LOAD-BASED DETECTION OF AN AEROSOL DELIVERY DEVICE IN AN ASSEMBLED ARRANGEMENT

A control body is coupleable with a cartridge to form an aerosol delivery device, with the cartridge being equipped with a heating element. The control body includes first and second positive conductors connectable with respectively a power supply and the heating element. The control body includes a series pull-up resistor and switch connected to and between the first and second positive conductors. A microprocessor is configured to operate the switch in a closed state in a standby mode in which the pull-up resistor causes a logical high level of voltage at the second positive conductor when the control body and cartridge are uncoupled, and in which the heating element is unpowered causes a logical low level of the voltage when the control body and cartridge are coupled. The microprocessor is configured to measure the voltage and control operation of functional element(s) of the aerosol delivery device based thereon.

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Description
TECHNOLOGICAL FIELD

The present disclosure relates to aerosol delivery devices such as smoking articles, and more particularly to aerosol delivery devices that may utilize electrically generated heat for the production of aerosol (e.g., smoking articles commonly referred to as electronic cigarettes). The smoking articles may be configured to heat an aerosol precursor, which may incorporate materials that may be made or derived from, or otherwise incorporate tobacco, the precursor being capable of forming an inhalable substance for human consumption.

BACKGROUND

Many smoking devices have been proposed through the years as improvements upon, or alternatives to, smoking products that require combusting tobacco for use. Many of those devices purportedly have been designed to provide the sensations associated with cigarette, cigar or pipe smoking, but without delivering considerable quantities of incomplete combustion and pyrolysis products that result from the burning of tobacco. To this end, there have been proposed numerous smoking products, flavor generators and medicinal inhalers that utilize electrical energy to vaporize or heat a volatile material, or attempt to provide the sensations of cigarette, cigar or pipe smoking without burning tobacco to a significant degree. See, for example, the various alternative smoking articles, aerosol delivery devices and heat generating sources set forth in the background art described in U.S. Pat. No. 7,726,320 to Robinson et al., U.S. Pat. App. Pub. No. 2013/0255702 to Griffith Jr. et al., and U.S. Pat. App. Pub. No. 2014/0096781 to Sears et al., all of which are incorporated herein by reference in their entireties. See also, for example, the various types of smoking articles, aerosol delivery devices and electrically-powered heat generating sources referenced by brand name and commercial source in U.S. patent application Ser. No. 14/170,838 to Bless et al., filed Feb. 3, 2014, which is incorporated herein by reference in its entirety. Additionally, other types of smoking articles have been proposed in U.S. Pat. No. 5,505,214 to Collins et al., U.S. Pat. No. 5,894,841 to Voges, U.S. Pat. No. 6,772,756 to Shayan, U.S. Pat. App. Pub. No. 2006/0196518 to Hon, and U.S. Pat. App. Pub. No. 2007/0267031 to Hon, all of which are incorporated herein by reference in their entireties. One example of a popular type of so-called e-cigarette has been commercially available under the trade name VUSE by RJ Reynolds Vapor Company.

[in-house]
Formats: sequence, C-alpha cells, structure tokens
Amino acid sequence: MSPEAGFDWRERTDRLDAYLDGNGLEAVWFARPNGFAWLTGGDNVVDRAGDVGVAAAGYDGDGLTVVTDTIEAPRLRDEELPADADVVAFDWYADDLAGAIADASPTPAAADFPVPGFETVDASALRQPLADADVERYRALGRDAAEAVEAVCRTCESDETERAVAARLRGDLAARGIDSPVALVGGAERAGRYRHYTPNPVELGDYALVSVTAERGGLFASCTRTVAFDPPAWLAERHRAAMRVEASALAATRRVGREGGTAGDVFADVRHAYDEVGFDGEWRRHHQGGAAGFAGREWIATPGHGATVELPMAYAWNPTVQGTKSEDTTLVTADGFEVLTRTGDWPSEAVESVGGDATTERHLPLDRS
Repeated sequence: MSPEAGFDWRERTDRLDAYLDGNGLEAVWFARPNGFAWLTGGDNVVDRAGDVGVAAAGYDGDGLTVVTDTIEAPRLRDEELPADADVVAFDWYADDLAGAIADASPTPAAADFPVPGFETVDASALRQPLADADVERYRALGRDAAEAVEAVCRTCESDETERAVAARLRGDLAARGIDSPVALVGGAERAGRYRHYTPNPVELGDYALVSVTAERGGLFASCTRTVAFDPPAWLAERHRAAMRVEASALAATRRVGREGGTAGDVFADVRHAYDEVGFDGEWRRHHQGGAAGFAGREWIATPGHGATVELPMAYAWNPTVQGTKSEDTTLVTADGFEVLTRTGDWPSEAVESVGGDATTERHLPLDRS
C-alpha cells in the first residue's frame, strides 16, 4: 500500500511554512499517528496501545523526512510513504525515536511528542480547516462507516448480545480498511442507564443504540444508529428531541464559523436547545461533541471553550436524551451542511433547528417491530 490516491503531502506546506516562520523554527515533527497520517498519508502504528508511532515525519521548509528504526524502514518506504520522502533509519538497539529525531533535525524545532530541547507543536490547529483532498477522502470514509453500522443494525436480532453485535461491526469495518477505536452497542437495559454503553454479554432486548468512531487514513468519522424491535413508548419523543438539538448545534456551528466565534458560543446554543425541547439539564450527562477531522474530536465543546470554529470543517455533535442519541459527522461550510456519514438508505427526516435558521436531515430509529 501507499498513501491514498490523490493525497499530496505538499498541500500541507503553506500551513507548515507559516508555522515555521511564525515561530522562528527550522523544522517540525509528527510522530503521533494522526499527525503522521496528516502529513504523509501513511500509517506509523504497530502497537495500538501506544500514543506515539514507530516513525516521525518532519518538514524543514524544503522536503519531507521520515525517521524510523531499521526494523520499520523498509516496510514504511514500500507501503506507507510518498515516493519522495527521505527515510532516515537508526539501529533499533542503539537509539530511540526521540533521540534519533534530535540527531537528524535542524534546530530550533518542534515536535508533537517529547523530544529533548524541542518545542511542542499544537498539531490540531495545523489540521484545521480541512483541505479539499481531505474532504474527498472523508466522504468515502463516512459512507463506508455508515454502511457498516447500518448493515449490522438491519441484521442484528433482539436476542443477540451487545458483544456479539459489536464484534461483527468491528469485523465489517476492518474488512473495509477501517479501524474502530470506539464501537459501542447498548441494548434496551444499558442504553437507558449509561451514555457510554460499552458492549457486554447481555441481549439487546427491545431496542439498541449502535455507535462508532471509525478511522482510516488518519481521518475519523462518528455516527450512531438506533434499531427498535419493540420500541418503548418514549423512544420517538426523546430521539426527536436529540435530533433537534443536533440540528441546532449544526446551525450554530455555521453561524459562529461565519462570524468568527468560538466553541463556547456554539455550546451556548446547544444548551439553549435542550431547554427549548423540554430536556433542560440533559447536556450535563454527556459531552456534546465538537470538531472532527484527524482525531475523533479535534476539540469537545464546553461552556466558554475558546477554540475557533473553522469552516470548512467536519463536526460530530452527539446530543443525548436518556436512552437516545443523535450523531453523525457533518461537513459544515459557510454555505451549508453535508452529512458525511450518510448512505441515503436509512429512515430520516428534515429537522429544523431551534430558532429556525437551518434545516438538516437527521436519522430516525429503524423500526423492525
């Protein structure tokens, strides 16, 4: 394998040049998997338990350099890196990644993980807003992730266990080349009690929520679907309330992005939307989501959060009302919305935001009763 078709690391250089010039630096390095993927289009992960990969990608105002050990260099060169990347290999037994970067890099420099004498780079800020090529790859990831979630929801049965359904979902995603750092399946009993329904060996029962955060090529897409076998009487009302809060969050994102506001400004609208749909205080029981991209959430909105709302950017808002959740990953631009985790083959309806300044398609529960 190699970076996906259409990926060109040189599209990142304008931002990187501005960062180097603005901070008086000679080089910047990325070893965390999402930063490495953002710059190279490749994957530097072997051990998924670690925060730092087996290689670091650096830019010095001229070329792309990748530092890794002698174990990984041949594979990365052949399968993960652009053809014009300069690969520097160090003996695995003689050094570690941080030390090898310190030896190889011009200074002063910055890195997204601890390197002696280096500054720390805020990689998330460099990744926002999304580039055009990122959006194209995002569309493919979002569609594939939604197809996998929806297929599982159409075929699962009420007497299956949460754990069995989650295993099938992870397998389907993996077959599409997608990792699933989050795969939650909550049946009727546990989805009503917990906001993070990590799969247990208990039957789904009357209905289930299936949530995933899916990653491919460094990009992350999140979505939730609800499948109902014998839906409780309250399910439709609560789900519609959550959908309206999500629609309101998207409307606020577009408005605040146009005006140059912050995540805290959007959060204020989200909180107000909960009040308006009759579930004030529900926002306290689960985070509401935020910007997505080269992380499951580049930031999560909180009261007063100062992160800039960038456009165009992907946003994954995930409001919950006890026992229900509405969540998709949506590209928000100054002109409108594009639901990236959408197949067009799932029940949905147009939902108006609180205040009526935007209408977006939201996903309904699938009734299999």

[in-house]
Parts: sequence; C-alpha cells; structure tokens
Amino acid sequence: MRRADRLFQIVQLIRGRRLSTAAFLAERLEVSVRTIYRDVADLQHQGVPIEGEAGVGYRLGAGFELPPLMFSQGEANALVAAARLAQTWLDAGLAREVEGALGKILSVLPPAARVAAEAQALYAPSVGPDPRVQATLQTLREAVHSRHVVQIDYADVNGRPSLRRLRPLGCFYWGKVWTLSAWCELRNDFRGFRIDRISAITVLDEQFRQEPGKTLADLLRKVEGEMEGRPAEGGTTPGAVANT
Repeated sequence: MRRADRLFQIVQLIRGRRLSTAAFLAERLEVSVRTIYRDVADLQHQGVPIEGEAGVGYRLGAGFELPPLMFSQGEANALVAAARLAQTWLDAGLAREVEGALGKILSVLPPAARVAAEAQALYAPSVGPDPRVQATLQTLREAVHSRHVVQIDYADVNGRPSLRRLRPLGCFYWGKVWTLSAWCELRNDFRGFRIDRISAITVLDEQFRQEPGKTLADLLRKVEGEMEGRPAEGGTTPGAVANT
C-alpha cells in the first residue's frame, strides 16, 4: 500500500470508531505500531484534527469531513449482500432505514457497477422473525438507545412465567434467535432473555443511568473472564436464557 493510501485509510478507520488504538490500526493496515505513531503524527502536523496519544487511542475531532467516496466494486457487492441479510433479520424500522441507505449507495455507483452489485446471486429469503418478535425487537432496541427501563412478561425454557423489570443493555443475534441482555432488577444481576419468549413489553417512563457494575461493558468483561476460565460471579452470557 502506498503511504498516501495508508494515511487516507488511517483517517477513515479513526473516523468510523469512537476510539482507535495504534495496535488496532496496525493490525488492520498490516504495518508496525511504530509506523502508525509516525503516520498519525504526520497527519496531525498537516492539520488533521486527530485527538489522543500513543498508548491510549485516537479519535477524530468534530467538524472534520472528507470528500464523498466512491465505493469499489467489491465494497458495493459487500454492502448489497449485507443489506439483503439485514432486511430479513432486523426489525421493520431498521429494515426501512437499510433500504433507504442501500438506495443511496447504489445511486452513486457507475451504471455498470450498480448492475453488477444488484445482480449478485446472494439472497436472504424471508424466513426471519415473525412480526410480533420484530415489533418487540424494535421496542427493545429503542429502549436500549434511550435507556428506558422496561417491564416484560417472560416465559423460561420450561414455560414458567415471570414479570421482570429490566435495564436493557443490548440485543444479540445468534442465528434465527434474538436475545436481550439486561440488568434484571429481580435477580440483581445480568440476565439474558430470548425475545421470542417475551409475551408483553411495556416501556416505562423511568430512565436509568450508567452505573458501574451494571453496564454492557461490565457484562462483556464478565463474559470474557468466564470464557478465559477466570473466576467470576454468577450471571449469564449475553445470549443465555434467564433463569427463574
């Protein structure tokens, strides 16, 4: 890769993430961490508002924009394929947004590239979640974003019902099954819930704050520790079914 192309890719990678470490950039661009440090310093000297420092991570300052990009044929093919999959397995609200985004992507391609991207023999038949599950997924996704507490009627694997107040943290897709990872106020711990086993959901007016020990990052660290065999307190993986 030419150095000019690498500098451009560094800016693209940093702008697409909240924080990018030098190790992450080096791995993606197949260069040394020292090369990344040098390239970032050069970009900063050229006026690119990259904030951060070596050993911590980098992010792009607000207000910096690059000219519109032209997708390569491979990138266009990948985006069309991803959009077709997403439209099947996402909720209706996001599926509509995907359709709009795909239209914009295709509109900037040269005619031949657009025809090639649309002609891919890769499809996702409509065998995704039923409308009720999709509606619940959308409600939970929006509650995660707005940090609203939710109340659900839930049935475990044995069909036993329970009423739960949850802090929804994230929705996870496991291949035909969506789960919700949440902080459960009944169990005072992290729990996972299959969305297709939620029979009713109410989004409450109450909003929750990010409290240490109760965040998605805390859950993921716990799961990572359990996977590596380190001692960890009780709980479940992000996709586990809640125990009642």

It would be desirable to provide a smoking article that employs heat produced by electrical energy to provide the sensations of cigarette, cigar, or pipe smoking, that does so without combusting or pyrolyzing tobacco to any significant degree, that does so without the need of a combustion heat source, and that does so without necessarily delivering considerable quantities of incomplete combustion and pyrolysis products. Further, advances with respect to manufacturing electronic smoking articles would be desirable.

BRIEF SUMMARY

The present disclosure relates to aerosol delivery devices, methods of forming such devices, and elements of such devices. The present disclosure includes, without limitation, the following example implementations. In some example implementations, a control body is provided. The control body is coupleable with a cartridge that is equipped with a heating element and contains an aerosol precursor composition, the control body being coupleable with the cartridge to form an aerosol delivery device in which the heating element is configured to activate and vaporize components of the aerosol precursor composition. The control body comprises a first positive conductor connectable with a power supply; a second positive conductor connectable with the heating element; a series pull-up resistor and switch connected to and between the first positive conductor and second positive conductor, the switch being connected to and between the pull-up resistor and second positive conductor; and a microprocessor configured to operate the switch in a closed state in a standby mode in which the pull-up resistor is configured to cause a logical high level of voltage at the second positive conductor when the control body is uncoupled with the cartridge, and in which the heating element is unpowered and causes a logical low level of the voltage at the second positive conductor when the control body is coupled with the cartridge, wherein the microprocessor is configured to measure the voltage at the second positive conductor and control operation of at least one functional element of the aerosol delivery device based thereon.